Eero Reveals 2nd Gen Router, Wi-Fi Extending 'Beacon', Internet Security Service, and iOS App Update

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Whole-home Wi-Fi company eero today announced two new pieces of hardware, a refresh to its iOS app, and a new premium internet security service called "eero Plus."

The new, second-generation version of eero is the same size and form factor as the previous version, but includes twice the power according to the company. Simply called eero (2nd generation), the new router includes next-generation mesh network technology, which eero calls "TrueMesh," to ensure that eero can adapt to any home in which it's placed.

eero (2nd generation) and eero Beacon


If users stock their home with three eeros, they can even gain access to tri-band Wi-Fi, which broadcasts on three wireless radio bands simultaneously, generating a multi-user experience that doesn't create lag for anyone in the home. As an example, eero said users will be able to download huge files, run a FaceTime call, or compete in a multiplayer game all at the same time, and the routers will provide the same Wi-Fi quality to each experience without compromise.

Once an eero (1st or 2nd generation) is connected to a network's modem, users will be able to introduce the company's all new eero Beacon into their network. eero Beacon is a full-fledged access point which the company says has 30 percent better performance than the original eero, but the Beacon is built for portability and plugs directly into any wall outlet.
Our vision for eero is to go beyond providing perfect connectivity by adding context and intelligence to our homes. As everything in our homes comes online, and we consume more and more content over the internet, we can imagine services and experiences -- whether built by us or partners -- relying on eero for WiFi and more. We can even imagine changing everything again, this time with another much bigger idea: that over time eero just might evolve into the underlying operating system for the home of the future.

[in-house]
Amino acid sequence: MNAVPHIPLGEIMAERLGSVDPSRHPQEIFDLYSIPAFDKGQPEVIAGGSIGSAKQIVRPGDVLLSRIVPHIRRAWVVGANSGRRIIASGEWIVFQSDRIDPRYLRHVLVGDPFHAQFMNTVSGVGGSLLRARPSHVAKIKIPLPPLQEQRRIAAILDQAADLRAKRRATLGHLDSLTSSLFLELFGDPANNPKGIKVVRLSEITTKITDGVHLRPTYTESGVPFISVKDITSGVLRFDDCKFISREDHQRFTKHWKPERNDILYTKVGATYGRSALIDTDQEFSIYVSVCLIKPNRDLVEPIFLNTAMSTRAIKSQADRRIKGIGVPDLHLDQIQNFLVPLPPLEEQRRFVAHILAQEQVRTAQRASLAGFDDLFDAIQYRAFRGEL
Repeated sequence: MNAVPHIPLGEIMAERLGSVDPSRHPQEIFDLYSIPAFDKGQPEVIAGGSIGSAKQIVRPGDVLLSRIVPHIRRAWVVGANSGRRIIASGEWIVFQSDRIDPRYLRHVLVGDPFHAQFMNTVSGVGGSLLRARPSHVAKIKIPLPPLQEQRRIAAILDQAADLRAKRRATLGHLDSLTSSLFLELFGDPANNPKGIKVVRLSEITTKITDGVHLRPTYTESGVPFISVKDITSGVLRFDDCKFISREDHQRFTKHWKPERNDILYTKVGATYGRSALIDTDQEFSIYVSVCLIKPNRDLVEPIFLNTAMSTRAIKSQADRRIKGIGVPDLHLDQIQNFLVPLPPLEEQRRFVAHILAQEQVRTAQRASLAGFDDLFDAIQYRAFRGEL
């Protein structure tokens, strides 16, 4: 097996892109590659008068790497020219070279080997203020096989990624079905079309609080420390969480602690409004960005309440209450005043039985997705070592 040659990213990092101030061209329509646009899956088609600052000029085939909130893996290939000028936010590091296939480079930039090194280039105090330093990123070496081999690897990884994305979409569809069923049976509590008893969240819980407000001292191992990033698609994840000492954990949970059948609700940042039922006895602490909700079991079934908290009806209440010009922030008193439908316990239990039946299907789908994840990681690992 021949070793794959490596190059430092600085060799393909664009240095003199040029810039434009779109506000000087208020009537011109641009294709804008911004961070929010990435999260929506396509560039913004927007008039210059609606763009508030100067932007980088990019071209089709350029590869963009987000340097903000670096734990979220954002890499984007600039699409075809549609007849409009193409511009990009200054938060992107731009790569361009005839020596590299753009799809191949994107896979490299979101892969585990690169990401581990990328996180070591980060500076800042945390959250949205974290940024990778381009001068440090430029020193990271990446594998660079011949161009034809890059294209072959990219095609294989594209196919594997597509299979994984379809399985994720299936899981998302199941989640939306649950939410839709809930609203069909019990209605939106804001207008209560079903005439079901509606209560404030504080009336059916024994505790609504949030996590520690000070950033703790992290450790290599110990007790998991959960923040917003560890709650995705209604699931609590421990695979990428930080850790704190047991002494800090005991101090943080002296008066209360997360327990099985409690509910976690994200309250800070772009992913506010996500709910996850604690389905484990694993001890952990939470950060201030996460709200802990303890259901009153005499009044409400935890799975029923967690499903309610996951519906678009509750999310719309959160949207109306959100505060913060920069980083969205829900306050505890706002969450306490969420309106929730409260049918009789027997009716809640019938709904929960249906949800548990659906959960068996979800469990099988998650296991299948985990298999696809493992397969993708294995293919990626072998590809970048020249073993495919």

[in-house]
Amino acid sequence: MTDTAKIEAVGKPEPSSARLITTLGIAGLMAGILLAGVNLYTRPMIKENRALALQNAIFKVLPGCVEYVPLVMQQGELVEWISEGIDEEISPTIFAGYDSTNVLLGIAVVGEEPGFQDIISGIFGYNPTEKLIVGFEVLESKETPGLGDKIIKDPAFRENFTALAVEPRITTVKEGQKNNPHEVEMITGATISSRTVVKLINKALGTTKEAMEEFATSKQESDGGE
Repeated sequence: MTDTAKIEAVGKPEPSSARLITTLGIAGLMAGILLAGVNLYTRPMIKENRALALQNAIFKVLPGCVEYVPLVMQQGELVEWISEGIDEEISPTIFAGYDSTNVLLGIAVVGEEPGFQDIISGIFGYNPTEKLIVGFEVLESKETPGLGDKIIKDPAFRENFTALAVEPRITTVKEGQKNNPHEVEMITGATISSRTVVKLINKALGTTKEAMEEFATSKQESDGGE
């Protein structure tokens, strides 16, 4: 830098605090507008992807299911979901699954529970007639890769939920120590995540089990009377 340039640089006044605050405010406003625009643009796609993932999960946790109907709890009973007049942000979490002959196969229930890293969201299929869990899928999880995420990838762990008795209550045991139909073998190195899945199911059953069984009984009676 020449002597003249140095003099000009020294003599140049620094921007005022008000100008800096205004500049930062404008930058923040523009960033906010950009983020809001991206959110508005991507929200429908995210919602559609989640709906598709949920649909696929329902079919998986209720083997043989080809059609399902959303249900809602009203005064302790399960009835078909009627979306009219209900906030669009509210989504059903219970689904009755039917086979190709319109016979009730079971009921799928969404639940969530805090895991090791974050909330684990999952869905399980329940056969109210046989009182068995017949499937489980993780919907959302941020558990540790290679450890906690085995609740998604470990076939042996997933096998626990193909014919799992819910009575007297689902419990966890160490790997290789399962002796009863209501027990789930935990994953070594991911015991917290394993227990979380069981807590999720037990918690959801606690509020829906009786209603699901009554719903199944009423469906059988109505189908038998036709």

The company said users can add as many Beacons to their network as they want in order to truly cover their entire home in reliable Wi-Fi. As a bonus, Beacon includes a built-in ambient light sensor that automatically lights up dark hallways and rooms at night, and turns off during the day.

In order to ensure that internet browsing is kept secure, eero has introduced a new subscription service called eero Plus, starting at $9.99/month. It includes the following features:
Advanced Security: Blocks you from accidentally accessing millions of sites associated with harmful content, like malware, ransomware, and phishing attacks. Unlike the built-in protections included in your browser or email client, the database of threats eero Plus protects against is automatically updated every single second.
Expanded Parental Controls: Lets you filter adult, illegal, and violent content, or enable SafeSearch for specific profiles on your network. eero Plus ensures that as new content is posted, it's filtered in real time.
VIP Support: Gives you priority access to our support team so you don't have to wait to speak with a WiFi expert.
Along with the hardware additions, eero is also updating its eero home Wi-Fi system iOS app [Direct Link], which it says will launch towards the end of June. The update brings a refreshed user interface and new tools, including a "home-type selector" that allows users to precisely detail the size and shape of their living space so they can get the most out of their eero devices.


The new eeros will use Thread, a low-power wireless protocol that uses IPv6 natively, resulting in more reliability and better encryption. Thread will also result in fewer hubs required by users to be scattered about their homes, and eero promised that over-the-air software updates "means your new eero system comes future-proofed."

One eero sells for $199, while an eero Beacon costs $149 on the company's store. Users can also choose from a few start-up packs to save some money, including a Small Homes pack (1-2 bedrooms) that includes one eero and one eero Beacon at $299, as well as a Most Homes pack (2-4 bedrooms) with one eero and two eero Beacons for $399. A Pro Wi-Fi System -- which fuels tri-band mesh capabilities -- packs in three eeros for $499.

The new devices begin shipping at the end of June, and can be ordered today from eero's website, or retailers like Amazon, Best Buy, Target, and Walmart.

Article Link: Eero Reveals 2nd Gen Router, Wi-Fi Extending 'Beacon', Internet Security Service, and iOS App Update
 

adamjackson

macrumors 68000
Jul 9, 2008
1,649
2,397